Plants have been used to produce a new vaccine against poliovirus in what is hoped to be a major step towards global eradication of the disease.
The question for us now is how to scale it up - we don't want to stop at a lab technique."
Despite successes of plant-based expression to produce VLPs of papilloma and hepatitis B viruses, poliovirus VLPs had previously proved too unstable to make practical vaccines using this technique.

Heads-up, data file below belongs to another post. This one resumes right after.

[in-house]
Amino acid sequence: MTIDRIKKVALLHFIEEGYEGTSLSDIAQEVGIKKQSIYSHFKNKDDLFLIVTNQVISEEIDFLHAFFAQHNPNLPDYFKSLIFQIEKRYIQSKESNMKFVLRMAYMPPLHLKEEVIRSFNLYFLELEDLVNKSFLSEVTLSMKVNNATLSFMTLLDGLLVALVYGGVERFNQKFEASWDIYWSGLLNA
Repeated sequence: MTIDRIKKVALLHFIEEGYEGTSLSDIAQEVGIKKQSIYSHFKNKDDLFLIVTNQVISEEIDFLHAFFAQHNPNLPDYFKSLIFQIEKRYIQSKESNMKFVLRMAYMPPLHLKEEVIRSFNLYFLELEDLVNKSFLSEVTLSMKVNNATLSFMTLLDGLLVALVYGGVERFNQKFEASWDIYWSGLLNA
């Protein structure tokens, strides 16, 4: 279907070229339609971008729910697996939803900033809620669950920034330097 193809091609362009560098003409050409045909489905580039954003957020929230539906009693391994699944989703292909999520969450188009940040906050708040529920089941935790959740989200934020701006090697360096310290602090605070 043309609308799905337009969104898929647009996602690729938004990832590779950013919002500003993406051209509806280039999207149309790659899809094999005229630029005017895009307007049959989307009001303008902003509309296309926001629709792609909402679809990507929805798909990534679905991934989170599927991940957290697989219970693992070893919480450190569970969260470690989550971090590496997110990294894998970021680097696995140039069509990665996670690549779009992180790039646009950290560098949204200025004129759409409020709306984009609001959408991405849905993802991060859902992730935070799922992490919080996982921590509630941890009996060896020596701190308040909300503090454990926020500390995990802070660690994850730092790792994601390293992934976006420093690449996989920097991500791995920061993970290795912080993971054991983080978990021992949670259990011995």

A problem is that the genetic material which causes replication of the virus and which is therefore absent from the VLPs, also has a role in holding the particles together.
Dave Stuart, Director of Life Sciences at Diamond and Professor of Structural Biology at University of Oxford said, "We were inspired by the successful synthetic vaccine for foot-and-mouth disease, also investigated at Diamond as part of UK research collaboration.
The results are outlined in the journal Nature communications: Plant-made Polio 3 stabilised VLPs - a candidate synthetic Polio vaccine.